No matter your age, neck pain can be a nuisance
There’s a good reason that we often call things that bother us a “pain in the neck.” Neck pain is one of the most common health problems in the world, and it’s second only to back pain in terms of painful muscle and bone disorders. Statistics vary on just how prevalent neck pain is, but some figures estimate that as many as 80% of Americans experience it at least once each year. Depending on your age, there are different types of problems that can affect the neck, but the result is usually the same: neck pain and discomfort that gets in the way of normal movement.
The skeletal part of your neck is called the cervical spine, which is made up of seven bones (vertebrae). The vertebrae are referred to as C1-C7—the “C” stands for cervical—starting at the base of the skull (C1) and counting up towards the chest area (C7). Between each vertebra is an intervertebral disc, which cushions the bones and serves as a shock absorber. We use our cervical spine every time we nod, turn, or rotate our head in any direction, and this wide range of motion is one of the main reasons neck pain is so common.
For children and young adults, neck pain is far less common than it is later in life, but there are still plenty of issues that can occur. In this age group, most neck problems are due to strains and sprains of the muscles and ligaments in the neck. Here’s what usually happens:
- Neck muscles and ligaments are flexible, but sometimes they can be pushed too far
- This often occurs from holding bad postures—like staring down at a computer or cellphone—for extended periods of time, or sleeping on the neck wrong
- Symptoms include pain and discomfort in the back, side, or front of the neck that limits movement and activity
As we get older, neck strains and sprains remain common, but a number of other neck-related conditions are also more likely to start developing. In the course of the normal aging process, several age-related changes begin to occur in certain parts of the cervical spine. What generally tends to happen is that the structures that make up the neck become weaker, the intervertebral discs lose some of their height, and the joints in the neck adapt to other changes in the body. Eventually, these changes make the structures of the neck slightly less effective, and as a result:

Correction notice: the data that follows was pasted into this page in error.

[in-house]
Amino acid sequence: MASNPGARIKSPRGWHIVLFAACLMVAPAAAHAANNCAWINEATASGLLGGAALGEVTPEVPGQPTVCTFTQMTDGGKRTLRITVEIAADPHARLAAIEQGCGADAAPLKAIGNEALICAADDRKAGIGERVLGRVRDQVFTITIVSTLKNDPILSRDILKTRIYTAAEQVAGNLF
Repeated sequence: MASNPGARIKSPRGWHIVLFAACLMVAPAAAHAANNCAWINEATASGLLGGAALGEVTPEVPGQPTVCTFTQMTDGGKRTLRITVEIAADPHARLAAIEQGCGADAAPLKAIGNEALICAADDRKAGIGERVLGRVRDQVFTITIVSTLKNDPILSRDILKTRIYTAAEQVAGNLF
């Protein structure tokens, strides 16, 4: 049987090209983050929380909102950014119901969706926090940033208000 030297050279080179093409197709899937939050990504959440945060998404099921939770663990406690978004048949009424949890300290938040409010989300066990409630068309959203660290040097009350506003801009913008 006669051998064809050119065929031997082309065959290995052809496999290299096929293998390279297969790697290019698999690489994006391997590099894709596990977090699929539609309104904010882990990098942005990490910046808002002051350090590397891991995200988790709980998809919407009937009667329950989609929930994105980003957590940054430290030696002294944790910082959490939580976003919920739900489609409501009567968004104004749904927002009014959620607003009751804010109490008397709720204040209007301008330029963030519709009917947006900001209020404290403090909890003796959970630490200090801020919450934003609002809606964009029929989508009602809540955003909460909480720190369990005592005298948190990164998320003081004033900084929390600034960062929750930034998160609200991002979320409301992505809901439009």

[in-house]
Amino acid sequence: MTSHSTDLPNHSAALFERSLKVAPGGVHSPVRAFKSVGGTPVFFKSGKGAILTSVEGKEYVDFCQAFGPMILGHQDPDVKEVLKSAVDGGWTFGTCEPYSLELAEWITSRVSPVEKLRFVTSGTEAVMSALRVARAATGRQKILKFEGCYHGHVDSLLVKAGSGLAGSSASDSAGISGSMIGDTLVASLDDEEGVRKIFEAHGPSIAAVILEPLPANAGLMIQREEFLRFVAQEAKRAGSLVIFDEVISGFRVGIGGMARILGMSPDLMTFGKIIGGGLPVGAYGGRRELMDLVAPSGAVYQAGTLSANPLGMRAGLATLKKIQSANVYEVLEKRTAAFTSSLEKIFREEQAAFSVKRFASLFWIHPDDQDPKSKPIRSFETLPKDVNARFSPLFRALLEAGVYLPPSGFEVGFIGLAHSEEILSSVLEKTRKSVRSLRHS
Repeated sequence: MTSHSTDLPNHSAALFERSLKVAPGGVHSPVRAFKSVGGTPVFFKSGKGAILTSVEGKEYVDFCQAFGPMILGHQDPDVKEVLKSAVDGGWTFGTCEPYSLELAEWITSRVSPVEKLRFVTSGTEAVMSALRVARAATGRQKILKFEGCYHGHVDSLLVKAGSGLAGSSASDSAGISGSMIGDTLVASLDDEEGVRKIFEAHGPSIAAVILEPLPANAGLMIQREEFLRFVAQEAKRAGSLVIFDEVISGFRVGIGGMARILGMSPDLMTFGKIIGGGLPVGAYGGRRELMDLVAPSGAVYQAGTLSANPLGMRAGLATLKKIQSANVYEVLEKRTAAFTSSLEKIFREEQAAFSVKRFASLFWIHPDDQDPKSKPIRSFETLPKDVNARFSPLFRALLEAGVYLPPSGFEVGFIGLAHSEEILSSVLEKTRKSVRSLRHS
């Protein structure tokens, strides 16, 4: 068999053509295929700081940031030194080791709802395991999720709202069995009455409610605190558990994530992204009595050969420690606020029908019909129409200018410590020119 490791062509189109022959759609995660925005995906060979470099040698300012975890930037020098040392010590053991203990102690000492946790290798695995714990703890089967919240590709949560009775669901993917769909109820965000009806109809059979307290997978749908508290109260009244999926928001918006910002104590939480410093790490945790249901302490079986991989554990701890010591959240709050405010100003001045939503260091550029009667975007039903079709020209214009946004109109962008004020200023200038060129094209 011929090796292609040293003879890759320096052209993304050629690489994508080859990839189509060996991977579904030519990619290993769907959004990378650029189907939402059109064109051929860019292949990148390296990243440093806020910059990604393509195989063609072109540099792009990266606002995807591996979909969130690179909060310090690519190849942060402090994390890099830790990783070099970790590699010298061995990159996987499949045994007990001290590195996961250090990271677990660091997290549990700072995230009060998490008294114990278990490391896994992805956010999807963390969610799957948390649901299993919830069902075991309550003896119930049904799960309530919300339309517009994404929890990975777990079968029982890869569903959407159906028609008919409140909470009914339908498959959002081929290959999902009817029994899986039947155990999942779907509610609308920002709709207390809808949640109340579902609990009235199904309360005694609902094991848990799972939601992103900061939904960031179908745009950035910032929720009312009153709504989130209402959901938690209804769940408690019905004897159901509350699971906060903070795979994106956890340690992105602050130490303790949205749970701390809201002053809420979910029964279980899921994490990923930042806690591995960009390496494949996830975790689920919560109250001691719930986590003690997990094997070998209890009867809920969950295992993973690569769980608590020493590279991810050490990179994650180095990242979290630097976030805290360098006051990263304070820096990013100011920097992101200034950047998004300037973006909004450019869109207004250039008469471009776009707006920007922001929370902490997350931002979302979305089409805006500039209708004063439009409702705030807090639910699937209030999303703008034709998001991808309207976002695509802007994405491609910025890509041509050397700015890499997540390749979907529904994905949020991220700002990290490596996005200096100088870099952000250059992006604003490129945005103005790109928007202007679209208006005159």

- Osteoarthritis may develop, which occurs from losing some of the protective cartilage that surrounds the ends of bones
- Spondylosis is another general term used to describe any pain related to age-related changes in the spine; this also becomes more common with aging
- Problems with the intervertebral discs can lead to a herniated, or “slipped” disc, which may cause pain and other symptoms that radiate through the arms
These types of issues typically tend to develop between ages 40-60, but can be seen even earlier in certain individuals. Symptoms also range significantly, as some people experience regular pain and physical limitations, while others don’t notice any symptoms, even though these age-related changes are still occurring.
For adults over the age of 65, age-related changes continue to occur and may begin to become more advanced in some cases. This means that conditions like osteoarthritis and spondylosis are even more likely at this age, and they can be more severe for some individuals. Other conditions like spinal stenosis and osteoporosis also become more common in older age and add to the list of possible neck problems. Spinal stenosis is a narrowing of the spinal canal that puts pressure on the structures within it, while osteoporosis is a condition that causes bones to become weak and brittle. Other mobility limitations could make neck-related issues even more of an impairment for the elderly, but all of these problems are still treatable.
What’s important to understand is that while there is nothing that can be done to stop the aging process, there are countless changes you can make to your everyday life that can significantly reduce your chances of experiencing neck pain at any stage of life.
January 10, 2019
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